Dueling 'Wall Street West' Efforts in NY, Pa.

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Officials in Binghamton, N.Y. are seeking to establish the area as “Wall Street West” to attract backup data centers for New York financial institutions. There’s just one problem: the state of Pennsylvania has been using Wall Street West for three years as the brand for its own effort to capture financial data centers.

Economic development officials from Broome County and Empire State Development met Friday in New York with Sen. Charles Schumer and about 25 representatives of New York City’s top real estate and financial institutions to tout opportunities in the Binghamton area. The group discussed upstate New York sites in Kirkwood, Endicott and Union that could be attractive for data centers.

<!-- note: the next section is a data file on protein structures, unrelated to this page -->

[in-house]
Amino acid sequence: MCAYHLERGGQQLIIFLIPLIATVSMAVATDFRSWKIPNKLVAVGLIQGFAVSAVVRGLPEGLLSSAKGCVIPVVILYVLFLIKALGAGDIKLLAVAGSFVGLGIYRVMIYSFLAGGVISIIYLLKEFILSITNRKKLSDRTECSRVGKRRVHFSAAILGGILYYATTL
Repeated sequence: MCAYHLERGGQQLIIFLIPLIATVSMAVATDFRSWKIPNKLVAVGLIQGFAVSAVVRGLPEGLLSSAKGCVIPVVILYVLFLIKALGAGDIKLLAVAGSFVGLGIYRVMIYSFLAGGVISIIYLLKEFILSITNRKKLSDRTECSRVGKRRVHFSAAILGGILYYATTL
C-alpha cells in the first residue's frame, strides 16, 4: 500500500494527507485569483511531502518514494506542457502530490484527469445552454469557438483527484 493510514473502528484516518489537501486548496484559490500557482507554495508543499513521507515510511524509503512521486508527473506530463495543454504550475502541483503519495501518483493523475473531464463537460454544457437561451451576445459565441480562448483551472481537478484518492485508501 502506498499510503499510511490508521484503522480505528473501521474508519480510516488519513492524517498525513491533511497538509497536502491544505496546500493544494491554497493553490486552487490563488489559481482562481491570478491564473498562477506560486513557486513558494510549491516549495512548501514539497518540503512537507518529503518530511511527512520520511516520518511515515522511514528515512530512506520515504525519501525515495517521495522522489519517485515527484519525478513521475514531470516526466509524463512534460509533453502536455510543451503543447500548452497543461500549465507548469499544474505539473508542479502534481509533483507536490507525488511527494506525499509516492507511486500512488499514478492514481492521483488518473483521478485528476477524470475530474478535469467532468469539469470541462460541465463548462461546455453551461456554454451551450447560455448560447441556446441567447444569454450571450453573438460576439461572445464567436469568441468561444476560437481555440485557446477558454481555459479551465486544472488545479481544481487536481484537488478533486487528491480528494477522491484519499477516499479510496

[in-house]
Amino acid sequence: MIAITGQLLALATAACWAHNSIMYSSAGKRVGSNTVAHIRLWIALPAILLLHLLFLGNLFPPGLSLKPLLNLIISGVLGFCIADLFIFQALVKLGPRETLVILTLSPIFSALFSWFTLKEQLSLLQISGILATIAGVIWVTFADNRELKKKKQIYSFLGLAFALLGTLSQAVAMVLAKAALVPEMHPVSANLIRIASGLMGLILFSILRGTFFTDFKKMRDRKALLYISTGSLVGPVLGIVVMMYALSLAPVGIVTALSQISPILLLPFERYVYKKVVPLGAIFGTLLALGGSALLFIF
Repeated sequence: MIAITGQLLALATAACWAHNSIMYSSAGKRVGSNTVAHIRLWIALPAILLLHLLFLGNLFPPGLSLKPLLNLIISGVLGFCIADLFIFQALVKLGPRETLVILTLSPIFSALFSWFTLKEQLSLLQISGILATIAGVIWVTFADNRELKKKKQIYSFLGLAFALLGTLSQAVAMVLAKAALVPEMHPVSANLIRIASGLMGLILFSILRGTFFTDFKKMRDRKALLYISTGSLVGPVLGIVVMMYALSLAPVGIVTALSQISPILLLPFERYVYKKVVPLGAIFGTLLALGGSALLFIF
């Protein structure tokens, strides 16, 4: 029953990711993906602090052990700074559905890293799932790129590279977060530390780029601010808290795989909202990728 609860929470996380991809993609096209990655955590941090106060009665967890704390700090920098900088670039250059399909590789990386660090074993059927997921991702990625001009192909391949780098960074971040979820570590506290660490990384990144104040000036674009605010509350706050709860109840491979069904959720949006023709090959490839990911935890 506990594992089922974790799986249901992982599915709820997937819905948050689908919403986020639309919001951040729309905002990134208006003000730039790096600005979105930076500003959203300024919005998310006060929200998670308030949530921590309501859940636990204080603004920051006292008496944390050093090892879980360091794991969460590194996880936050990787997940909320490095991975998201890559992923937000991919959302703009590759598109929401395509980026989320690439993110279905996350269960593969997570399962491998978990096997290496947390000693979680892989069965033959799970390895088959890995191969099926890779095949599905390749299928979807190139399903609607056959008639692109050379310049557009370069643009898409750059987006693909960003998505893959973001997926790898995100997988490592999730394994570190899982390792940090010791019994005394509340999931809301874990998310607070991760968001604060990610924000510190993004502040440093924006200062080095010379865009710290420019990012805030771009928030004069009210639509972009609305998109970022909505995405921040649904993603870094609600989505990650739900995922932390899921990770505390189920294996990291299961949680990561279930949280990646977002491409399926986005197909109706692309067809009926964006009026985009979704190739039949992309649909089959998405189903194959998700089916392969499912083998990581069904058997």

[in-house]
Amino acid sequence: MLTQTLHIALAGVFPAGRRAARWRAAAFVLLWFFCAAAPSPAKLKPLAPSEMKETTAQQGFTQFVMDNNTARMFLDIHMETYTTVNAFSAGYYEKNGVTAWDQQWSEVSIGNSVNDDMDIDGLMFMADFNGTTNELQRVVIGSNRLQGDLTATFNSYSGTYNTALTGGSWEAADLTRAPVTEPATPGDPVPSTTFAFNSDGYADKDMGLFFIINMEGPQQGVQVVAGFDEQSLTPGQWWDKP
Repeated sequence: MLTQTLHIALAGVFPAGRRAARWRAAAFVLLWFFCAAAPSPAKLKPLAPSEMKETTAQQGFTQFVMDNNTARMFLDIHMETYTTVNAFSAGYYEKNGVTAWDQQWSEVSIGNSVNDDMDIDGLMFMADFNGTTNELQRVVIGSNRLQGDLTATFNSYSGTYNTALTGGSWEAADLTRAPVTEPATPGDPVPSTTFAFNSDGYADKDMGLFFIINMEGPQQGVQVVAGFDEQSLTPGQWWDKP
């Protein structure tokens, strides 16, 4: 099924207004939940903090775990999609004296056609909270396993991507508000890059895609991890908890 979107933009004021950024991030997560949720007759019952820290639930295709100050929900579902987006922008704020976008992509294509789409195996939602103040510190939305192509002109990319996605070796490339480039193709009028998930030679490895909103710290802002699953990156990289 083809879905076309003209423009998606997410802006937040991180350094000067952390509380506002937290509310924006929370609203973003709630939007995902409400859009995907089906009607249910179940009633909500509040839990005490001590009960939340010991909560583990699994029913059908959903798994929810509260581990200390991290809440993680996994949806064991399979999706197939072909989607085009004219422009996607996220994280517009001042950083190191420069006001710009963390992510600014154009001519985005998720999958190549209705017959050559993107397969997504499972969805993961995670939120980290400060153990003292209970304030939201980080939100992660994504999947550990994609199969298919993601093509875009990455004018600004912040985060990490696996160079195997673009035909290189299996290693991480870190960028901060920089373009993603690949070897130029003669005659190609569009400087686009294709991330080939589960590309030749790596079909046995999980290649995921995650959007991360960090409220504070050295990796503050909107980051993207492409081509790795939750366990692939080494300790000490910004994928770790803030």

The initiative’s boosters said it could be several years before a New York City firm decides to create a data backup site in the Binghamton area. Schumer noted that Scranton, Pa., is “another community that is under consideration” – suggesting that the Binghamton team is aware of the existing Pennsylvania “Wall Street West” effort.

After several years of struggling to attract projects, Pennsylvania’s Wall Street West recently announced its first major data center development, a  a 228,600 square foot data center in Pennsylvania’s Lehigh Valley being built by disaster recovery specialist Data Based Systems International, Inc. (DBSi).

Pennyslvania’s Wall Street West initiative is backed by a $15 million investment from the federal government and more than $6 million from the Commonwealth of Pennsylvania, which saw an opportunity to build on mandates from federal regulators for financial firms to have backup centers outside the New York metro area.

About the Author

Rich Miller is the founder and editor-in-chief of Data Center Knowledge, and has been reporting on the data center sector since 2000. He has tracked the growing impact of high-density computing on the power and cooling of data centers, and the resulting push for improved energy efficiency in these facilities.

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